Woman, 64, offers burly thief a fierce fight for her purse
By PAT GROSSMITH New Hampshire Union Leader
MANCHESTER — Nidia Toker, 90 pounds and barely 5-feet-tall, didn't hesitate to go after the six-foot, muscular purse snatcher who made off with her stylish pocketbook that "contained my life."
Toker, 64, a native of Argentinian who became a U.S. citizen in 1998, said she didn't think of the possible danger to herself when she tussled with the robber over her purse. Afterwards, her two adult daughters, she said, weren't happy about what she did, telling her that the man could have had a knife or a gun, and no purse was worth her life.
"I didn't think. I just reacted," she said. "When I saw my purse leaving, I saw my life leaving."
The robbery happened about 10:40 am. Thursday. Toker, who is separated from her husband and whose only income is her monthly $475 Social Security check, was walking to the Currier Institute of Art, her woven brown bag accented with a large bow in a dark brown and white giraffe pattern tucked under one arm. In her other hand, she carried a paper tote containing all her personal and financial papers.
She said she could feel someone come up close behind her and then she was grabbed by the back of the neck. The man pushed her head down and automatically she raised both arms. In an instant, he had her purse and the paper tote.
Toker said she immediately grabbed for the tote, which ripped, dumping all her documents onto the ground.
The robber took off running with her purse and Toker ran right after him. She caught up to him in a nearby alley where he had stopped and was rummaging through her purse. He had her purple wallet, one she bought for herself on her birthday 10 years ago, and was tearing through it.
"Money, money, money, money," were the only words the man said, Toker recalled as she grabbed at her purse, yelling "No, no, no, no."
He shoved her to the ground, but Toker still kept trying to get her property back. The purse, she said, contained her life: the cell phone with all the numbers of her children and friends; a wallet with her daughters' photographs; the $2 lucky bill she had carried for years; and very little money because, she explained, she really doesn't have any.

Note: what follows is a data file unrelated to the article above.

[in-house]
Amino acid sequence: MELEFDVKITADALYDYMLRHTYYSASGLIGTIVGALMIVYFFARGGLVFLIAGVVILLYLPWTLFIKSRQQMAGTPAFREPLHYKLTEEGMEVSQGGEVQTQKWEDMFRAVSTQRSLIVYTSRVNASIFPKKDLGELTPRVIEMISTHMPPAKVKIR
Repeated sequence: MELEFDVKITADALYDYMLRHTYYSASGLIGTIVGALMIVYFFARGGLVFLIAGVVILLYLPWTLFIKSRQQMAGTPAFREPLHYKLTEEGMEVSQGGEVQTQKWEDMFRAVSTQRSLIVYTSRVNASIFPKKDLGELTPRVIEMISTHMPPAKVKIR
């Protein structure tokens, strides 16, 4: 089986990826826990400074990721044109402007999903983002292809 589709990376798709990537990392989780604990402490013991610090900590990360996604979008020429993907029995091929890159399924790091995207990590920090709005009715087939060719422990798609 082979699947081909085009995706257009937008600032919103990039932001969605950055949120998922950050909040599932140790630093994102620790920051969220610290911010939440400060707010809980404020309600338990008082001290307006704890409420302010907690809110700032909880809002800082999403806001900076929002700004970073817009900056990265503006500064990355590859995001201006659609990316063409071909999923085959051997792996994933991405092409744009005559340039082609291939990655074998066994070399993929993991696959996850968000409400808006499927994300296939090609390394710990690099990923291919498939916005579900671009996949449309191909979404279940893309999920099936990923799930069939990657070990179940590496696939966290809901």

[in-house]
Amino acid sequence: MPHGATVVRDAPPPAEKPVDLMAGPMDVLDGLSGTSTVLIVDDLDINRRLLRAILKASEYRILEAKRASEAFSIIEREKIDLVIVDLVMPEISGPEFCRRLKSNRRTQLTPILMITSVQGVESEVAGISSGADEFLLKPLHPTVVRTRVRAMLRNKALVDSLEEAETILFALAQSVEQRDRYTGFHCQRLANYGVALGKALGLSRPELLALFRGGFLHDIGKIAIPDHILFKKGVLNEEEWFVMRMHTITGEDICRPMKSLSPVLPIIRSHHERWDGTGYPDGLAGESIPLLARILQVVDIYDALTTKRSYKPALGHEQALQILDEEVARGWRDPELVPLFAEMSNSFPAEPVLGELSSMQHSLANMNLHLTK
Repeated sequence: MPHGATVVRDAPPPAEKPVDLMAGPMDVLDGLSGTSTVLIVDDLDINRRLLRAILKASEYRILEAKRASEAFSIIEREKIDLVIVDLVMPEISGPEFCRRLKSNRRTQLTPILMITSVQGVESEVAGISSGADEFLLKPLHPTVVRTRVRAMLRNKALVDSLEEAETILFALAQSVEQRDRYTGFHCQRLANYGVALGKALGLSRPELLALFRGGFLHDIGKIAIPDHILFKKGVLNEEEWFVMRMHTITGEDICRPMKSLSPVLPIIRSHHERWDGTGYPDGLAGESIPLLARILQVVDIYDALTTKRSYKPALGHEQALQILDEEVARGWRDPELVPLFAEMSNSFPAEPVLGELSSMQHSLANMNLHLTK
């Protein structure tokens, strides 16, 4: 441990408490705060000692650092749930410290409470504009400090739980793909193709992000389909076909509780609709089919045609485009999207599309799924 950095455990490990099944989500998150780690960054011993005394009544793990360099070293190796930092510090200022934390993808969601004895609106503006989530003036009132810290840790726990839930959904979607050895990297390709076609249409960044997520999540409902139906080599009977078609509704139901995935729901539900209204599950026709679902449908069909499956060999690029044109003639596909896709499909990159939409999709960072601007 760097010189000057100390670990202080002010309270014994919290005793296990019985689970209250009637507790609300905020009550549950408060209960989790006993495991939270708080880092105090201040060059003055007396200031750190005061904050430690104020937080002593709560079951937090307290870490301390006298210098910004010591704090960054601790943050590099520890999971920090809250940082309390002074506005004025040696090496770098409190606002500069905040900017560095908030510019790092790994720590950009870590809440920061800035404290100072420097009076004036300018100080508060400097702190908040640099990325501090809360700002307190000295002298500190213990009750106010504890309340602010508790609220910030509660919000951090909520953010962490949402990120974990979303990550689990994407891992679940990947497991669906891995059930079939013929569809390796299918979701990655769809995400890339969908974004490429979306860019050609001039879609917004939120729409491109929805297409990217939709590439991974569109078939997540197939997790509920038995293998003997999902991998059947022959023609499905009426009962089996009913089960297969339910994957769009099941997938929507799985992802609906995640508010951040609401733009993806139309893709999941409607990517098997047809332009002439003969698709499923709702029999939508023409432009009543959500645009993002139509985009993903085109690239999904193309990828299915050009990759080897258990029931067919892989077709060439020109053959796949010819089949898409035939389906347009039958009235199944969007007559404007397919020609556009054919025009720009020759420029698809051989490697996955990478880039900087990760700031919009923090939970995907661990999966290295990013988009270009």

The robber pulled out a leather case and she told him it contained make-up. He dumped the contents on the ground. He pulled out another leather case and she told him "make-up" and he tossed that to the ground. It actually contained her cell phone.
The man, apparently satisfied he got all the money out of the purse, threw it to the ground and fled.
Toker recovered her pocketbook, which also contained her eyeglasses, and her cell phone, which was undamaged in the incident. The wallet is torn, but still useable, although she would like to get a new one.
On Friday, she was nursing her injuries and said she felt like she was 95 years old. And, having gone through the experience, she now is afraid when she goes out. She has no car and her only way to get around is walking.
Police are looking for the robber, whom Toker described as Middle Eastern — Toker believes he was Egyptian — and in his 20s. He spoke with an accent.
He had short dark hair, was clean-shaven and wore a red T-shirt, black shorts and light-colored tennis shoes.
Anyone with information about the robbery is asked to call police at 668-8711. Anonymous tips for cash rewards may be made through Manchester Crimeline at 624-4040.